These hundred odd years of British rule had also brought about many changes in the Indian society. The first census taken in 1872 showed that the loss of population in Bengal as a result of the great famine of 1770 had more than recovered in these one hundred years. The land-man ratio had turned almost upside down, pushing the demand for and the price of land up many times. Earlier, land was abundant but men to cultivate it were scarce. Now the situation had become just the opposite and it encouraged large scale sub-infudation and sub-letting. Earlier there was no middle class as such in our society. To the Europeans this country was a colony pure and simple which was meant to be only exploited and never to be permanently settled in like those so-called ‘settlement colonies’ - Australia, New Zealand, South Africa and Canada. They needed a vast army of officials to rule this vast country. During the British rule in a rural Indian district on an average there were barely 10 to 15 Europeans who carried on their arbitrary rule over millions with the help of their Indian minions. They introduced English education in this country with a purpose. The supply of this huge manpower came from amongst the English educated babus who preferred white collar jobs and earned, by Indian standards, handsome salaries which many augmented with ill-gotten incomes too. They also manned all the learned professions – medicine, teaching, law etc. Political stability encouraged trade and commerce and the traditional traders flourished. All these people formed the newly emerging middle class, and along with other non-agriculturists of means, they invested a sizeable part of their income in land which was very lucrative and secure with assured good return. They got their lands cultivated either by landless labourers or by share-croppers mostly on usurious terms. Thus a new class of parasites was born who fed on the flesh of a new class of under-raiyats whose conditions were the most miserable. The status of these labourers and small farmers was no better than slaves and bonded labour and they received a sub-human treatment from others in the society. Many of them were skilled craftsmen and small artisans whose occupations had gone as a result of the utter ruin of the small scale village industries which the European industrial revolution had spelled. [Gofur, the landless cultivator in the story Mahesh, was originally a zola or weaver.] The law did not take any cognizance of these most unfortunate people. Nor did the new political party do anything of the sort at that time.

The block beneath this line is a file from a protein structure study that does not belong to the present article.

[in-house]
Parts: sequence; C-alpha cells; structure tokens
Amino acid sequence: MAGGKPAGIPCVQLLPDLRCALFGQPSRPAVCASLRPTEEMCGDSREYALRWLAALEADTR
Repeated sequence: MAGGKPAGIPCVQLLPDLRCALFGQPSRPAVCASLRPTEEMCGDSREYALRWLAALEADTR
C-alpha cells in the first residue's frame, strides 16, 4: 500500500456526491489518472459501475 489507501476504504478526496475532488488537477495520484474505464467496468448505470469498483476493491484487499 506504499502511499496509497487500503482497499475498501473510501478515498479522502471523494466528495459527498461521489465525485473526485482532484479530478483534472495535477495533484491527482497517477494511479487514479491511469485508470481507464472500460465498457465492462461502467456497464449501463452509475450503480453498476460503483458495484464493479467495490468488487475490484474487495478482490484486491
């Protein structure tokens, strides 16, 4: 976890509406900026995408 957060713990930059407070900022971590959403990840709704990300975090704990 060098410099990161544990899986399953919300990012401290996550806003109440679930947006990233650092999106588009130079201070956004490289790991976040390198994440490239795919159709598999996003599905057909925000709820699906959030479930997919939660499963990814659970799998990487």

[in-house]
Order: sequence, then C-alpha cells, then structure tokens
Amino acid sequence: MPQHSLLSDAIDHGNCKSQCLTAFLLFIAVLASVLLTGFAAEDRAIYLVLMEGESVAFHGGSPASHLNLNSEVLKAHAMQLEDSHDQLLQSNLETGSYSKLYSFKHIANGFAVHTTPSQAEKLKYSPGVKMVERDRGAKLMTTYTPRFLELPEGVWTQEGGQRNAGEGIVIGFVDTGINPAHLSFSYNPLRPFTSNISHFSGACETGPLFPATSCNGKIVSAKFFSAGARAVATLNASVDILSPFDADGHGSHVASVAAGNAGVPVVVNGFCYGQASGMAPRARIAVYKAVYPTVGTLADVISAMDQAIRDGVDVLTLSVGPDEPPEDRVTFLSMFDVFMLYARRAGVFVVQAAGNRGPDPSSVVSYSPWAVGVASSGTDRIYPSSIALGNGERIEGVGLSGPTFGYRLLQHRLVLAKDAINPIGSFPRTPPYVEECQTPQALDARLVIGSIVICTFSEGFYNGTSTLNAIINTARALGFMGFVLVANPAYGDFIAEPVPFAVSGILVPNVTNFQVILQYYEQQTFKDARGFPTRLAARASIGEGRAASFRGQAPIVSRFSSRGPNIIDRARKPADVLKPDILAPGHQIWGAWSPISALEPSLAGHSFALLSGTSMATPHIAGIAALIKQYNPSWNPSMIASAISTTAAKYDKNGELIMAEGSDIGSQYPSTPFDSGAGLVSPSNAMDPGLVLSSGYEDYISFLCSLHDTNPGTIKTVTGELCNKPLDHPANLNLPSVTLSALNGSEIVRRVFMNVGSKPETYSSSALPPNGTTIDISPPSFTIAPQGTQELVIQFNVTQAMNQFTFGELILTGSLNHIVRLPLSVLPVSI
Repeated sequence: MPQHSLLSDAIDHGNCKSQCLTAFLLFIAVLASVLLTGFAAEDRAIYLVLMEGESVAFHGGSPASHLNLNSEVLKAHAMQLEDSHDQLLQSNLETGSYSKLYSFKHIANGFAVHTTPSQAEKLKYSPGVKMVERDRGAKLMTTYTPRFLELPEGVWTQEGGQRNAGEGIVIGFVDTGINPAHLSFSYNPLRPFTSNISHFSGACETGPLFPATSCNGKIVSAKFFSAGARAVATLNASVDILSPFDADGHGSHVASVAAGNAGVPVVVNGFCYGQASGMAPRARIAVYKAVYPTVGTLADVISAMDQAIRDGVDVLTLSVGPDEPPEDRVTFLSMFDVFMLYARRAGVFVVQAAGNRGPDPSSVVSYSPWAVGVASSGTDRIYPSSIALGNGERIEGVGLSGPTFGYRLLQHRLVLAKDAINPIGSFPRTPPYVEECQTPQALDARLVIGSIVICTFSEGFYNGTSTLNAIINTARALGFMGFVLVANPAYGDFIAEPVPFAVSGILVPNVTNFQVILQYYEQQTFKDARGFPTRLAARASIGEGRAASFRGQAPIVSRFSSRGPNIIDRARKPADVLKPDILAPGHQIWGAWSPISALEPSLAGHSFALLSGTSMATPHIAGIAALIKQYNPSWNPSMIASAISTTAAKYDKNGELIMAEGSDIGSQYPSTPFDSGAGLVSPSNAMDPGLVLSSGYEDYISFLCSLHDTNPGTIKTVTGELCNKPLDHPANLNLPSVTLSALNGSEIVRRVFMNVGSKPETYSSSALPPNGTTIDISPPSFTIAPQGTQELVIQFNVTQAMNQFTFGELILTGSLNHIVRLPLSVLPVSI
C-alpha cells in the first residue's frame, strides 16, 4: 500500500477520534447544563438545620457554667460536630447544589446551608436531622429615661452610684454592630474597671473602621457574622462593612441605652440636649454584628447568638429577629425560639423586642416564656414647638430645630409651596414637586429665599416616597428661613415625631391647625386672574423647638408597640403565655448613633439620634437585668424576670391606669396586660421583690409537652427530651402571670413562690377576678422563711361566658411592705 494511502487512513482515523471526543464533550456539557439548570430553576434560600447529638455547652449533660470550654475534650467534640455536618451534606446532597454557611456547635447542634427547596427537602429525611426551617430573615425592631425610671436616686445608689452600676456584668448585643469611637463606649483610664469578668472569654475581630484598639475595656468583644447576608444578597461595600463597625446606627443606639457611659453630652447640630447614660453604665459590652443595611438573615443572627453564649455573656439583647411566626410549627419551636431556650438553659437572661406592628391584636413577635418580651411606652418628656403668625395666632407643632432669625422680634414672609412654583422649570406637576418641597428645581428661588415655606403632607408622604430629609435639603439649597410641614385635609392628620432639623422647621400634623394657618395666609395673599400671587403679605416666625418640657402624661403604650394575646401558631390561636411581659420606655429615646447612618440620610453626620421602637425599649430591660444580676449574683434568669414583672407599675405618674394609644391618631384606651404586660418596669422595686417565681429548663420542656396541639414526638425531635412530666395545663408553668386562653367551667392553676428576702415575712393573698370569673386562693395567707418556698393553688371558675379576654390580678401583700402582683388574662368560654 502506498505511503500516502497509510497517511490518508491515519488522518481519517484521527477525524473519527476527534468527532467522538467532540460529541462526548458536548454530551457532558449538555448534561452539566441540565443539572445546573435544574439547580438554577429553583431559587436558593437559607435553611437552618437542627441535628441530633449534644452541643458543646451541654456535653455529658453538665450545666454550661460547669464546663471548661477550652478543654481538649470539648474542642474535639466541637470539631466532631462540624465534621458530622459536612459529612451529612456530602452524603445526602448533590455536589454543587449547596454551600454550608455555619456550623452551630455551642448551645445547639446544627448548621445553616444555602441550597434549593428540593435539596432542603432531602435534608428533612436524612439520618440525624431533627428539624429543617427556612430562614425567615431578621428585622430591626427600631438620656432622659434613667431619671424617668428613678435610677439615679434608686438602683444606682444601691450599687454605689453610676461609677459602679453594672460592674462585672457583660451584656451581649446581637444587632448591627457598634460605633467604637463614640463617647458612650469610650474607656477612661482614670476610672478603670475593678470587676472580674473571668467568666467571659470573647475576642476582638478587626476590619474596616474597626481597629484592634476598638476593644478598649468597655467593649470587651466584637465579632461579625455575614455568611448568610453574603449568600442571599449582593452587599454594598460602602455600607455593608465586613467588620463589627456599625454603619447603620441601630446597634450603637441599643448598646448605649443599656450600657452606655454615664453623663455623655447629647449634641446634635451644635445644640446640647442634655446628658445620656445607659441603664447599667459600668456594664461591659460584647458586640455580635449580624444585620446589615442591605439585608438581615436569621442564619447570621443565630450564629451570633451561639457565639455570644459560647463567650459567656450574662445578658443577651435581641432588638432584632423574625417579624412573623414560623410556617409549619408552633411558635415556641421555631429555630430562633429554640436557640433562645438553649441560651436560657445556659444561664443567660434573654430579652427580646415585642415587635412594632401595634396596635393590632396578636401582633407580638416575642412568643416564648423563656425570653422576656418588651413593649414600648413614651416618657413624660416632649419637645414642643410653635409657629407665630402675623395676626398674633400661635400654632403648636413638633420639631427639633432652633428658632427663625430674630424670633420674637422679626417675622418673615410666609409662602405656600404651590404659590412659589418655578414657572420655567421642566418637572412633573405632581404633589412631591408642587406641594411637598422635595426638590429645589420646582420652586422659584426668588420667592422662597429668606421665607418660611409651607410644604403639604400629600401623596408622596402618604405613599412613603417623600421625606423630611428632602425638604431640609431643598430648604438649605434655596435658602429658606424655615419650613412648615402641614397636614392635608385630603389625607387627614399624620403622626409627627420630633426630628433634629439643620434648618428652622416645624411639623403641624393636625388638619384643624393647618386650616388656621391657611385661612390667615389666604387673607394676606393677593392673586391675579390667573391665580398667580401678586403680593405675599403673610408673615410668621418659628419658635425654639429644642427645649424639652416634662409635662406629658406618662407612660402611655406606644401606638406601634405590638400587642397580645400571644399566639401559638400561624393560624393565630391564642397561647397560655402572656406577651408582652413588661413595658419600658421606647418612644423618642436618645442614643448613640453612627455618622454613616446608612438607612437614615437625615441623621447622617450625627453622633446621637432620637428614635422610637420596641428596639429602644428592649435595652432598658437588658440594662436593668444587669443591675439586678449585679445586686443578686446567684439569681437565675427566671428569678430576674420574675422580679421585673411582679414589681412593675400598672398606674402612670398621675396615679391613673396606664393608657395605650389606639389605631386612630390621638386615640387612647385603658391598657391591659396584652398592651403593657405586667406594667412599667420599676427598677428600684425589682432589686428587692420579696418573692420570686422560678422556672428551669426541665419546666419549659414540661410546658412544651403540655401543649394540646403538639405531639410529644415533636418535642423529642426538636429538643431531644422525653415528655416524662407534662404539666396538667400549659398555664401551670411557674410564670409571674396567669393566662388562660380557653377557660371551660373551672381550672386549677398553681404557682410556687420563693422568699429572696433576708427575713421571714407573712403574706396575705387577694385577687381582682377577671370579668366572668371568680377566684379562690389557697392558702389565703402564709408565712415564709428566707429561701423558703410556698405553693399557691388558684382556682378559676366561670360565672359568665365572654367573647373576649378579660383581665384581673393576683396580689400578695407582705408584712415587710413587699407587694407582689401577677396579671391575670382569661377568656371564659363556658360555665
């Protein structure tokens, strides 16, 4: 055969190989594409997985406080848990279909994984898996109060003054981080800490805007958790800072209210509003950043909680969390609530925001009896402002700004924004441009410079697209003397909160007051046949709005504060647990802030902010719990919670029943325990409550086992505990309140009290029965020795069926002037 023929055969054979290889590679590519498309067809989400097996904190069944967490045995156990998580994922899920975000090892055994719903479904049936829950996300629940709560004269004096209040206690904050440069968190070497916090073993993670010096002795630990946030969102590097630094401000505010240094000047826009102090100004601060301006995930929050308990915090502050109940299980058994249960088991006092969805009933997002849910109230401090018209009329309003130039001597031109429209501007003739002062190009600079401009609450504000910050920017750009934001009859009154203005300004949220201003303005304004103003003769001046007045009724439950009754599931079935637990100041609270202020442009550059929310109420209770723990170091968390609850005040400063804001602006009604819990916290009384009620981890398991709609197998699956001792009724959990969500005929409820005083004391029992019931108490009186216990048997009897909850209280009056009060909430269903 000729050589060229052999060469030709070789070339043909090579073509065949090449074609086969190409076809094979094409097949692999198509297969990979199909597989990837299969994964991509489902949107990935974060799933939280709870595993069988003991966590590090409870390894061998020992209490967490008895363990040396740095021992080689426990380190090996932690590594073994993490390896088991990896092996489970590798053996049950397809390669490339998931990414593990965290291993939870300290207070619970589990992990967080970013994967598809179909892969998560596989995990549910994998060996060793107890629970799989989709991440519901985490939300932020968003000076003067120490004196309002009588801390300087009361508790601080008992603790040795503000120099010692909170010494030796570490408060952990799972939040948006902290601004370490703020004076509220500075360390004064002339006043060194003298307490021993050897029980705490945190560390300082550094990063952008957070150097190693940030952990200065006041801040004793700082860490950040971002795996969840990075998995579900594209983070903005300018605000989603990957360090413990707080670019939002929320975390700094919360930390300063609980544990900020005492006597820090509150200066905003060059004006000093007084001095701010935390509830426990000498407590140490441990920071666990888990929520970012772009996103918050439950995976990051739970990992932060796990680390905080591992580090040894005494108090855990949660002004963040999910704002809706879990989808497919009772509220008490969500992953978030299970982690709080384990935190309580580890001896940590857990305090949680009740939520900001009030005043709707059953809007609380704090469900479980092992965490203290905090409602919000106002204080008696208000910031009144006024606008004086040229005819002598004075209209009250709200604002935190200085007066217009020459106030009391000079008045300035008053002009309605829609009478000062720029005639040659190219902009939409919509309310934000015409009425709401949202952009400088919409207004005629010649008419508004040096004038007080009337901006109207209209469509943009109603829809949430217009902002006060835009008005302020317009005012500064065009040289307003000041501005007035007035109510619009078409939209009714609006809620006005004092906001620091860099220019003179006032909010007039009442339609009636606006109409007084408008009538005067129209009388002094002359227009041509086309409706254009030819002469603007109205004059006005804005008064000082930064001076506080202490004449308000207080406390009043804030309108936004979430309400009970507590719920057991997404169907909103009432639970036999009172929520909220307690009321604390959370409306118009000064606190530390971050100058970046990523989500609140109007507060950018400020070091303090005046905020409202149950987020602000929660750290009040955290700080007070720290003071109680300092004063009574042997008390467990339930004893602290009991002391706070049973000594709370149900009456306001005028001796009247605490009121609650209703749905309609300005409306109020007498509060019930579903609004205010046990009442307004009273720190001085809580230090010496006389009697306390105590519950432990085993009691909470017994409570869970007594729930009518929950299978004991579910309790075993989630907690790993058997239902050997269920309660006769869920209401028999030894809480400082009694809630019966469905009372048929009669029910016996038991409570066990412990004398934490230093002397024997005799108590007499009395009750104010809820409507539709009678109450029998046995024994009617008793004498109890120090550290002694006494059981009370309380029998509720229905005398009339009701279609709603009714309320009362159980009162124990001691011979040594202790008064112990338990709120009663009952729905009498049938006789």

Continued to: Zamindar Rabindranath - 4